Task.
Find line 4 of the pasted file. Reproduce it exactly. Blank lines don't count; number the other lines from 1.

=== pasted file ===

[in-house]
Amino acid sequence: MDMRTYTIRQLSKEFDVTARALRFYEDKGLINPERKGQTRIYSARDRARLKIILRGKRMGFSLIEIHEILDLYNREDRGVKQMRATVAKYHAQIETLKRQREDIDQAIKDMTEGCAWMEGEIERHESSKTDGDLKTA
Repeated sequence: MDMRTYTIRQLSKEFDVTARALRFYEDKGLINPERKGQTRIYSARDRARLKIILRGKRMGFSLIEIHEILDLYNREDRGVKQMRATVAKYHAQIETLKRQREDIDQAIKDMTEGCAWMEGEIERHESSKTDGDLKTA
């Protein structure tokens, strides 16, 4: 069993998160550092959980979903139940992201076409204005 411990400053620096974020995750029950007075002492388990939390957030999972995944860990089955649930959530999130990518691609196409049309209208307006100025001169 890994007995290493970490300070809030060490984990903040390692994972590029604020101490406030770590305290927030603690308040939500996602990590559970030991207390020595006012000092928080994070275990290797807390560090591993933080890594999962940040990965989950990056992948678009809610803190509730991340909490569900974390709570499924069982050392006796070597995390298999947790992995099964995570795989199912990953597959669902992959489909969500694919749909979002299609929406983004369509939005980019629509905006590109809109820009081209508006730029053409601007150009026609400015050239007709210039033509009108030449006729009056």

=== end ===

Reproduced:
């Protein structure tokens, strides 16, 4: 069993998160550092959980979903139940992201076409204005 411990400053620096974020995750029950007075002492388990939390957030999972995944860990089955649930959530999130990518691609196409049309209208307006100025001169 890994007995290493970490300070809030060490984990903040390692994972590029604020101490406030770590305290927030603690308040939500996602990590559970030991207390020595006012000092928080994070275990290797807390560090591993933080890594999962940040990965989950990056992948678009809610803190509730991340909490569900974390709570499924069982050392006796070597995390298999947790992995099964995570795989199912990953597959669902992959489909969500694919749909979002299609929406983004369509939005980019629509905006590109809109820009081209508006730029053409601007150009026609400015050239007709210039033509009108030449006729009056």